With a light step, as if earth and its trammels had little power to restrain him, a young man in gorgeous vestments pauses at the brink of a precipice among the great heights of the world; he surveys the blue distance before him--its expanse of sky rather than the prospect below. His act of eager walking is still indicated, though he is stationary at the given moment; his dog is still bounding. The edge which opens on the depth has no terror; it is as if angels were waiting to uphold him, if it came about that he leaped from the height. His countenance is full of intelligence and expectant dream. He has a rose in one hand and in the other a costly wand, from which depends over his right shoulder a wallet curiously embroidered. He is a prince of the other world on his travels through this one--all amidst the morning glory, in the keen air. The sun, which shines behind him, knows whence he came, whither he is going, and how he will return by another path after many days. He is the spirit in search of experience. Many symbols of the Instituted Mysteries are summarized in this card, which reverses, under high warrants, all the confusions that have preceded it.--A.E. Waite

In spiritual matters, the Fool means idea, thought, spirituality, that which endeavours to transcend earth. In material matters, it may, if badly dignified, mean folly, eccentricity, or even mania. But the essential of this card is that it represents an original, subtle, sudden impulse or impact, coming from a completely strange quarter. All such impulses are right, if rightly received; and the good or ill interpretation of the card depends entirely on the right attitude of the Querent.--Aleister Crowley

We begin with the Fool (0), a card of beginnings. The Fool stands for each one of us as we begin our journey of life. He is "foolish" because only a simple soul has the innocent faith needed to undertake such a journey with all its hazards and pain.

At the start of his trip, the Fool is a newborn - fresh, open and spontaneous. The figure on Card 0 has his arms flung wide, and his head held high. He is ready to embrace whatever comes his way, but he is also oblivious to the cliff edge he is about to cross. The Fool is unaware of the hardships he will face as he ventures out to learn the lessons of the world.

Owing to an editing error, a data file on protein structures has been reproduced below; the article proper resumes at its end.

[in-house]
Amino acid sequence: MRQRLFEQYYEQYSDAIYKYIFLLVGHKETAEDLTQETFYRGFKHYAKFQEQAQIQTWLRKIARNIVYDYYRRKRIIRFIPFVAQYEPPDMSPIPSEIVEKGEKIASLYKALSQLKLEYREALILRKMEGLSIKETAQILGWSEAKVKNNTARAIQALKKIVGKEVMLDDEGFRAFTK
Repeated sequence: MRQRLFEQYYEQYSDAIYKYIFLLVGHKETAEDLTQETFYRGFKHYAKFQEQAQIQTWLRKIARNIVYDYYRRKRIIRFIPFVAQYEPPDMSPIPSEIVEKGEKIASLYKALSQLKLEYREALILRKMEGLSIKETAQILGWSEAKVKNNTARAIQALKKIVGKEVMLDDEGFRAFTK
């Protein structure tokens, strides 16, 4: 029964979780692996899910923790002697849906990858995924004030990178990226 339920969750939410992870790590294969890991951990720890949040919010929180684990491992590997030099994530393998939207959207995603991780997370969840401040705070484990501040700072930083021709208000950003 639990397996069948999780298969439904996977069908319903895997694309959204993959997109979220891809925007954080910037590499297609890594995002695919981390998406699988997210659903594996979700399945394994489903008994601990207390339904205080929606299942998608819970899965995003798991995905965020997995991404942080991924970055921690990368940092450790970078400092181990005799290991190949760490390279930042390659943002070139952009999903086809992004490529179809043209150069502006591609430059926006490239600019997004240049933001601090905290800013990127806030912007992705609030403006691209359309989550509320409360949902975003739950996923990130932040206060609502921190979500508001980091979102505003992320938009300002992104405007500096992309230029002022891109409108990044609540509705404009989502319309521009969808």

The Fool stands somewhat outside the rest of the Major Arcana. Zero is an unusual number. It rests in the exact middle of the number system - poised between the positive and the negative. At birth, the Fool is set in the middle of his own individual universe. He is strangely empty (as is zero), but imbued with a desire to go forth and learn. This undertaking would seem to be folly, but is it? Only at the end of his journey will the Fool know the answer to that question.--Joan Bunning

He represents the state of grace and purity of energy at the ascent and descent from the Godhead. Guided by intuition and precognition, he is oblivious to the mundane concerns of everyday life. . . . He proceeds optimistically, oblivious to impending dangers, emphasized by his position on a cliff's edge. Like the medieval jester, he wanders with the same good-natured ease into the king's castle as into the peasant's village.

The ancients believed . . . madmen had a clearer idea of Spirit since they were so removed from society and therefore not bogged down by the material, physical pursuits of man. The Tarot's Fool will wander into your life, inspire you, and then, like the wind, he will move on. Remember, although he has descended straight from the Limitless Light, he is now tainted by the earthly plane and can use his disarming innocence for tricky, indifferent, crazy, even lawless behavior.--Susan Hansson

...The Fool, whose card, like our Joker Wild, is unnumbered. I have placed him outside and at the end of the set, to signify his freedom to roam as a vagabond, beyond as well as through all of the numbered stations, trumping them all.--Joseph Campbell

The alternate to the Eye of Horus is a falcon head, Horus as sun-bird, who flies east to west and "passes into the earth, to become reborn on the next day. He is thus the one who 'begets himself.'" The symbol is perfect for the fool, since he passes into the earth (abyss) and begets himself from the djed of the magician, or as the One, appears from the No-thing. In the circular flight of the sun-bird encompassing the earth from east to west, we may read the serpent uroboros engirdling the magician's waist. And in this transcendent flight, we are not to forget the feathering of the soul's own wings, else the example of the god be lost to man.

Since Hermes of Greek mythology and dog-headed Thoth of Egypt are ancient prototypes of the Mercurius of alchemy, Manly Hall's words are relevant to an interpretation of the companionship of fool and dog. "Cynocephalus, the dog-headed ape," he writes, "was the Egyptian hieroglyphic symbol of writing, and was closely associated with Thoth. Mercury rules the astrological Third House of writing and communication. Cynocephalus is symbolic of the moon and Thoth of the planet Mercury. Because of the ancient belief that the moon followed Mercury about the heavens, the dog-ape was described as the faithful companion of Thoth."--Richard Roberts

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